Reisfeld appointed National Academies committee member for DoD trichloroethylene review

Portrait of Brad Reisfeld, Chemical and Biological Engineering professor
Brad Reisfeld, Chemical and Biological Engineering professor

Chemical and Biological Engineering Professor Brad Reisfeld was recently appointed to a review committee of the National Academies of Sciences, Engineering, and Medicine, studying the U.S. Department of Defense’s revised approach to dealing with a carcinogen called trichloroethylene.

Reisfeld is an expert in computational modeling of how the chemical interacts with the human body. Inhaling trichloroethylene is known to cause cancer, and is classified as a Group 1 carcinogen along with asbestos, arsenic, and tobacco smoking.

The Department of Defense revised its decade-old guidelines in 2019 and again in 2021, determining the exposure levels that could be allowed in a workplace setting and still protect workers. Concerns include potential inhalation of the chemical, including laboratory operations and office settings where vapor could intrude.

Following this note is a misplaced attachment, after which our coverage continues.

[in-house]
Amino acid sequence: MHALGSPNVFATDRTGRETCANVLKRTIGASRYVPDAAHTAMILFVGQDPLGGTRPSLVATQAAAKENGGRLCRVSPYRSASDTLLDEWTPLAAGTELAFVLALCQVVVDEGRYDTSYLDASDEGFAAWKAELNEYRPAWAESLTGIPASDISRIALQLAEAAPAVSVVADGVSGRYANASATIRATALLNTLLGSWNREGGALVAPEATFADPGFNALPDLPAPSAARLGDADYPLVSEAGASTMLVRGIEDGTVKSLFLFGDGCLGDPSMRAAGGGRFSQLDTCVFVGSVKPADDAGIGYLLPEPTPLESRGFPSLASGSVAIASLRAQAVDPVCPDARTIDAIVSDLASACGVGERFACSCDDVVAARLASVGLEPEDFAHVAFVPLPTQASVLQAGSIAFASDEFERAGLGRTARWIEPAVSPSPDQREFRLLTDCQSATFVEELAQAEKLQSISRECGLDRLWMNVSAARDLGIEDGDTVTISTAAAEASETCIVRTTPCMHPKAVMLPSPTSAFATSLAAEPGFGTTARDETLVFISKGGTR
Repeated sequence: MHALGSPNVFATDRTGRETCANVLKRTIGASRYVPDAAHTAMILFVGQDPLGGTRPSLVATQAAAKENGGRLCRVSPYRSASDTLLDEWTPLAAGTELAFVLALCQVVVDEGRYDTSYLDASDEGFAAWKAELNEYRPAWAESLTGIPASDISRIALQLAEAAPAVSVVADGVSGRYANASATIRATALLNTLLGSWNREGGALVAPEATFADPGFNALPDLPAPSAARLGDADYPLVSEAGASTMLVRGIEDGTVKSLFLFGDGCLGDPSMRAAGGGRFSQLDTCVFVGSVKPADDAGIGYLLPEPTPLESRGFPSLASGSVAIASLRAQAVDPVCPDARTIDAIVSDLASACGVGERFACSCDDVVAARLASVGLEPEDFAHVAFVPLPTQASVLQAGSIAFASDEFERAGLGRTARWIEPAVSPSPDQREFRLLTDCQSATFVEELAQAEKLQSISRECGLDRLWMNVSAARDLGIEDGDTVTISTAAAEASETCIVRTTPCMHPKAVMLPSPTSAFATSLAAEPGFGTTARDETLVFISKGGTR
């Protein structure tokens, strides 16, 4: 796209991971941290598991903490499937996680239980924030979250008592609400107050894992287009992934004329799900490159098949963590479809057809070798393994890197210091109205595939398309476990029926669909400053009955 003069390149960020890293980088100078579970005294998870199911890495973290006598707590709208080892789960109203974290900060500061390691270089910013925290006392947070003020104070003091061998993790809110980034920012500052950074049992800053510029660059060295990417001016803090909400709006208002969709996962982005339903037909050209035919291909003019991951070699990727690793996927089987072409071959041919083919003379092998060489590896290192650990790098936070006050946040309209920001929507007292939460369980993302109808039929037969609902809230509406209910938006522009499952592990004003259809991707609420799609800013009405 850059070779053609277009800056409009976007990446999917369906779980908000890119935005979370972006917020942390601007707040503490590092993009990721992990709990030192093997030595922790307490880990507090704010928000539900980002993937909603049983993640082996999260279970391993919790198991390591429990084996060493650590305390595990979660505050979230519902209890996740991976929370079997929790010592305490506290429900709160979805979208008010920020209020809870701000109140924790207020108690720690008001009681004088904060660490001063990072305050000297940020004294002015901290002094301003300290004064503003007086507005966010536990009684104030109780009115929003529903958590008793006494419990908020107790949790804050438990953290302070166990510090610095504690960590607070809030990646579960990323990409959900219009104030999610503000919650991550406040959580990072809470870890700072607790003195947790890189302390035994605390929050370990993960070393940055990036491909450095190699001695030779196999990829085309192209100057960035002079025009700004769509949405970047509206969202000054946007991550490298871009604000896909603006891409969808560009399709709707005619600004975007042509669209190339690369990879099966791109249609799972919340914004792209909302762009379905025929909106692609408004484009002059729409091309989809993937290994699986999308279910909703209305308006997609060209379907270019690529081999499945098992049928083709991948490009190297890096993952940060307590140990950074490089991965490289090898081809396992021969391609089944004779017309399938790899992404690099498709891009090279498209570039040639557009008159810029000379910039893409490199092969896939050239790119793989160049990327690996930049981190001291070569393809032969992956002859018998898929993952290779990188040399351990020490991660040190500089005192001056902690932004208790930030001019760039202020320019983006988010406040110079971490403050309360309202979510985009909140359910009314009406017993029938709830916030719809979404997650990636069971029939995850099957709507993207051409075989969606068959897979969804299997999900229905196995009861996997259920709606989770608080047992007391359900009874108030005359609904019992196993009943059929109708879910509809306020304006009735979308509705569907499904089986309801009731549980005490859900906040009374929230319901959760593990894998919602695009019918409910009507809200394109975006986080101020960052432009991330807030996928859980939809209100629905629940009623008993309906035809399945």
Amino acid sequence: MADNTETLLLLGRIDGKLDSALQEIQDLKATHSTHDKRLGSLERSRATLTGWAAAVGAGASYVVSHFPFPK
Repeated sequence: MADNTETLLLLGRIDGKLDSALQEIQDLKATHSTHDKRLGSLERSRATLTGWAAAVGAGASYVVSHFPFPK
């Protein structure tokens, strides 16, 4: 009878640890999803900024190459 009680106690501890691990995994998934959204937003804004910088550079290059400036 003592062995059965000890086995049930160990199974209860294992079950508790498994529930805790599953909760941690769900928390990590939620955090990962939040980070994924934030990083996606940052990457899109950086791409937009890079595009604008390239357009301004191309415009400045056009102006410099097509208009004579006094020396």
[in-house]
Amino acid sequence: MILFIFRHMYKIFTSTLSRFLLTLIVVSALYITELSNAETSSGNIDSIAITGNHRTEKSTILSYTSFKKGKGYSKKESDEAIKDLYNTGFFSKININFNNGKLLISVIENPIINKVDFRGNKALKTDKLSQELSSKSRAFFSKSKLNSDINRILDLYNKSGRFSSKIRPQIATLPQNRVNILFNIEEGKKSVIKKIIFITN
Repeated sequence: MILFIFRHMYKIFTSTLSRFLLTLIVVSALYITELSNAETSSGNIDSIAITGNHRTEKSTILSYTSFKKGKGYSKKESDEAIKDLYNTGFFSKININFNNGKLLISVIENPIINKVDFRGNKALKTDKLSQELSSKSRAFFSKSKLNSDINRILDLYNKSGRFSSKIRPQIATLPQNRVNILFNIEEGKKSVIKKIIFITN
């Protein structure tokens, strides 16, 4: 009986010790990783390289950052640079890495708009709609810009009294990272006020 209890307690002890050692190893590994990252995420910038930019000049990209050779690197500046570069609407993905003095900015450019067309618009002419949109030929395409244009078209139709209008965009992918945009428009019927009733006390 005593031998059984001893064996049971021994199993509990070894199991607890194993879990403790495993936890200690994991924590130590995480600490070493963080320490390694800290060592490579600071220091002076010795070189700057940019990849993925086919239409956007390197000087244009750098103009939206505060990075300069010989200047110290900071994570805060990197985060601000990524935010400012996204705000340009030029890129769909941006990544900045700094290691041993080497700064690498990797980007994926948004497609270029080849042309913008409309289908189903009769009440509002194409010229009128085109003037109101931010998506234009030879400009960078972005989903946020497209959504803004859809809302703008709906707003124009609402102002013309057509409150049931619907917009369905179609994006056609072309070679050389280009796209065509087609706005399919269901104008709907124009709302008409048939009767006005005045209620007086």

The committee was asked by the Department of Defense to review their approach to worker safety, and to determine if those recommendations were followed by the U.S. Army. The committee will also determine if the previous studies developed the correct occupational exposure levels.

Rewarding opportunities

“It is an honor, both professionally and personally, to be asked to serve on the committee,” said Reisfeld, who previously served on a National Academies panel on lead exposure. “Serving on these committees is an opportunity to interact with leaders in the field and to contribute my expertise to important and impactful work.”

Reisfeld pointed out that while environmental health in the United States has improved over the past few decades, climate change stresses all living systems. Revising previous guidelines and protecting public health remains important moving into an uncertain future.

“It is more important than ever to enact and enforce science-based pollution control policies that can help safeguard human, animal, and environmental health.”